Giles Hanglin, Savills said: "We have been and continue to operate a buyers’ group approach which has enabled us to more than halve installation costs for our clients over the last 18 months. Many of the schemes have been installed on buildings with high electricity demand, such as cold stores and grain stores.
"As the industry moves away from smaller scale systems under the FIT scheme and towards much larger field scale and very large roof schemes under the Renewable Obligation Certification (ROC) scheme, investors, from ethical power investors to pension fund investors, are showing more interest in the market. Any PV sites capable of an approximately 1Mw scheme and upwards will be very carefully considered by an investor, with good ground and roof rents being paid. PV offers a complete package technology; it has no moving parts, uses no fuel and requires very little maintenance, making it an ideal investment.
"Investors and landlords work together in a number of ways but these essentially boil down to paying a ground or roof rent for installing equipment. These rents will either be paid as a capital sum, a proportion of the FIT, cheap or free electricity sold to the landlord – obviously these depend on scheme sizes. Funders are also considering joint ventures with landlords."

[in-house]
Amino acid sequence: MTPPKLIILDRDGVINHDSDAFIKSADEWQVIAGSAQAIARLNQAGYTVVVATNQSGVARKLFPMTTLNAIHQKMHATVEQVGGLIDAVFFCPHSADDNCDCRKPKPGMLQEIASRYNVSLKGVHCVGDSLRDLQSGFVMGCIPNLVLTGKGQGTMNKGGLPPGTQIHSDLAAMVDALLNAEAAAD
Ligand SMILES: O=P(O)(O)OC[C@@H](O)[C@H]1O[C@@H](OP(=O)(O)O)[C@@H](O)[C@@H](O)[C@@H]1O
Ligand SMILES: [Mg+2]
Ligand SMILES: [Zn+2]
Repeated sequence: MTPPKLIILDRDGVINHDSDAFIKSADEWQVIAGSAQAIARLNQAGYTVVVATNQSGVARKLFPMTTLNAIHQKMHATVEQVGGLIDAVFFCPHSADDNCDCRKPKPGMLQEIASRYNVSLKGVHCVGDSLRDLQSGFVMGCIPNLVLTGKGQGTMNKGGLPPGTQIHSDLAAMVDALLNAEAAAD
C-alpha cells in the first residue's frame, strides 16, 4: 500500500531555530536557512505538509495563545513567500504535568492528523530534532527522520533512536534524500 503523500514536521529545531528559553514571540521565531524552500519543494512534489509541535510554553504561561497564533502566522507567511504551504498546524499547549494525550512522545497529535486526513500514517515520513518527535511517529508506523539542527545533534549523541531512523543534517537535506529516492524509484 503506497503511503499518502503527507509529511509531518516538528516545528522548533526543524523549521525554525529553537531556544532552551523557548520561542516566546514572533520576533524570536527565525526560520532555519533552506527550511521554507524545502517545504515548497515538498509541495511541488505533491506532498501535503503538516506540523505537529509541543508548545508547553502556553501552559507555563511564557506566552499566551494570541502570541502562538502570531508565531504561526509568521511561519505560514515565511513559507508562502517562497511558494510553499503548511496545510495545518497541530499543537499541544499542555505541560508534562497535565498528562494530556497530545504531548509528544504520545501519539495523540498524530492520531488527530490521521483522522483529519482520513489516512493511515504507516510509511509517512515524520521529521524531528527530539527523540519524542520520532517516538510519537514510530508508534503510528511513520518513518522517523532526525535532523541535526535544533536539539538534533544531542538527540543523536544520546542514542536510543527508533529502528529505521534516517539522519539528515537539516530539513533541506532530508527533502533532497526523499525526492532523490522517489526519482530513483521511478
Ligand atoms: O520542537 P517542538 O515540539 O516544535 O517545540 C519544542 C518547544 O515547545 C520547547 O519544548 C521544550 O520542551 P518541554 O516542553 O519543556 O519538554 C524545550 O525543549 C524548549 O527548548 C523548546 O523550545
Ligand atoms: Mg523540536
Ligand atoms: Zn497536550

Hanglin added: "Most importantly we are obtaining very high ground rents which can easily surpass what a farmer can achieve out of farming an acre of land, in particular marginal agricultural land; it is essentially a beneficial diversification option for marginal land or unutilised roof space."
Many of the large schemes (+ 25 acres) which were previously considered under the original FIT scheme, prior to the announcement of the Fast Track review in October 2011, will once again be of interest to many investors under the ROC scheme. Hanglin urges farmers in this situation to get in touch while the current window is open to assess sites and take them forward.
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